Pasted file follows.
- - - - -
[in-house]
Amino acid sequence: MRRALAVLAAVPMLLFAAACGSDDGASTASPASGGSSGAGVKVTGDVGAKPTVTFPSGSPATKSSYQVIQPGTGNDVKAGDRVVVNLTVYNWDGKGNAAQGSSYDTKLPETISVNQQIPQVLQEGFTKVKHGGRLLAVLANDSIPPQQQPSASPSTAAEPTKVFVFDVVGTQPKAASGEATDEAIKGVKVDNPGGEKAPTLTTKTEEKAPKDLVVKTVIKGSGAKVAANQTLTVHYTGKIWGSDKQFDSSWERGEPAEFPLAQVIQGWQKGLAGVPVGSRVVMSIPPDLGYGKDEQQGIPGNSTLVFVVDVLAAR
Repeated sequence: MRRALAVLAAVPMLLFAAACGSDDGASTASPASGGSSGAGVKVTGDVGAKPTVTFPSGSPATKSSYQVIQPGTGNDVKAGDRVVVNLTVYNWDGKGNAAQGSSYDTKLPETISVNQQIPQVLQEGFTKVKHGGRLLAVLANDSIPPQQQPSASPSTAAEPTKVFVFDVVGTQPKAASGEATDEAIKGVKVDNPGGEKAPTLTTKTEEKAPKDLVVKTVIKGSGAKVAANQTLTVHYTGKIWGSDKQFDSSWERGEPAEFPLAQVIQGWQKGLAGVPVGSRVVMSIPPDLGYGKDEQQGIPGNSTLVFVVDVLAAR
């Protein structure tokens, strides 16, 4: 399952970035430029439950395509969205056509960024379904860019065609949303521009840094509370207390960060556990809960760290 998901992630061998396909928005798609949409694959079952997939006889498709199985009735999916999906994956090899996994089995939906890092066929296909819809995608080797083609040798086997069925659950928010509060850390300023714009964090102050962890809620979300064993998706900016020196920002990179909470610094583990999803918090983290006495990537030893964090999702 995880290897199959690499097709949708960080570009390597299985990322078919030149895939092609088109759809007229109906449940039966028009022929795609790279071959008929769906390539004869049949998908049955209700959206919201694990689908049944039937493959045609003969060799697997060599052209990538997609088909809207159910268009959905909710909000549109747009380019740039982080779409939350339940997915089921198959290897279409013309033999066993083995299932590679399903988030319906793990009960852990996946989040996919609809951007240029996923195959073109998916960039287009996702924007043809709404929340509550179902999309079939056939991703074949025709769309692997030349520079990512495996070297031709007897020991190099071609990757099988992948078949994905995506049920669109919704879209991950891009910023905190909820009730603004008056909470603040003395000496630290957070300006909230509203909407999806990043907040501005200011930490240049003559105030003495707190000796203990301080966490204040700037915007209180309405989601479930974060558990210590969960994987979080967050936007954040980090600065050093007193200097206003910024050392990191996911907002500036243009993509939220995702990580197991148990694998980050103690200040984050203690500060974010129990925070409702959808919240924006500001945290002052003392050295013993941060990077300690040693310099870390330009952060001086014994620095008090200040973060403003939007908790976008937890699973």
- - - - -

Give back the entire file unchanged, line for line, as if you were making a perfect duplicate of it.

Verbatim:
[in-house]
Amino acid sequence: MRRALAVLAAVPMLLFAAACGSDDGASTASPASGGSSGAGVKVTGDVGAKPTVTFPSGSPATKSSYQVIQPGTGNDVKAGDRVVVNLTVYNWDGKGNAAQGSSYDTKLPETISVNQQIPQVLQEGFTKVKHGGRLLAVLANDSIPPQQQPSASPSTAAEPTKVFVFDVVGTQPKAASGEATDEAIKGVKVDNPGGEKAPTLTTKTEEKAPKDLVVKTVIKGSGAKVAANQTLTVHYTGKIWGSDKQFDSSWERGEPAEFPLAQVIQGWQKGLAGVPVGSRVVMSIPPDLGYGKDEQQGIPGNSTLVFVVDVLAAR
Repeated sequence: MRRALAVLAAVPMLLFAAACGSDDGASTASPASGGSSGAGVKVTGDVGAKPTVTFPSGSPATKSSYQVIQPGTGNDVKAGDRVVVNLTVYNWDGKGNAAQGSSYDTKLPETISVNQQIPQVLQEGFTKVKHGGRLLAVLANDSIPPQQQPSASPSTAAEPTKVFVFDVVGTQPKAASGEATDEAIKGVKVDNPGGEKAPTLTTKTEEKAPKDLVVKTVIKGSGAKVAANQTLTVHYTGKIWGSDKQFDSSWERGEPAEFPLAQVIQGWQKGLAGVPVGSRVVMSIPPDLGYGKDEQQGIPGNSTLVFVVDVLAAR
């Protein structure tokens, strides 16, 4: 399952970035430029439950395509969205056509960024379904860019065609949303521009840094509370207390960060556990809960760290 998901992630061998396909928005798609949409694959079952997939006889498709199985009735999916999906994956090899996994089995939906890092066929296909819809995608080797083609040798086997069925659950928010509060850390300023714009964090102050962890809620979300064993998706900016020196920002990179909470610094583990999803918090983290006495990537030893964090999702 995880290897199959690499097709949708960080570009390597299985990322078919030149895939092609088109759809007229109906449940039966028009022929795609790279071959008929769906390539004869049949998908049955209700959206919201694990689908049944039937493959045609003969060799697997060599052209990538997609088909809207159910268009959905909710909000549109747009380019740039982080779409939350339940997915089921198959290897279409013309033999066993083995299932590679399903988030319906793990009960852990996946989040996919609809951007240029996923195959073109998916960039287009996702924007043809709404929340509550179902999309079939056939991703074949025709769309692997030349520079990512495996070297031709007897020991190099071609990757099988992948078949994905995506049920669109919704879209991950891009910023905190909820009730603004008056909470603040003395000496630290957070300006909230509203909407999806990043907040501005200011930490240049003559105030003495707190000796203990301080966490204040700037915007209180309405989601479930974060558990210590969960994987979080967050936007954040980090600065050093007193200097206003910024050392990191996911907002500036243009993509939220995702990580197991148990694998980050103690200040984050203690500060974010129990925070409702959808919240924006500001945290002052003392050295013993941060990077300690040693310099870390330009952060001086014994620095008090200040973060403003939007908790976008937890699973």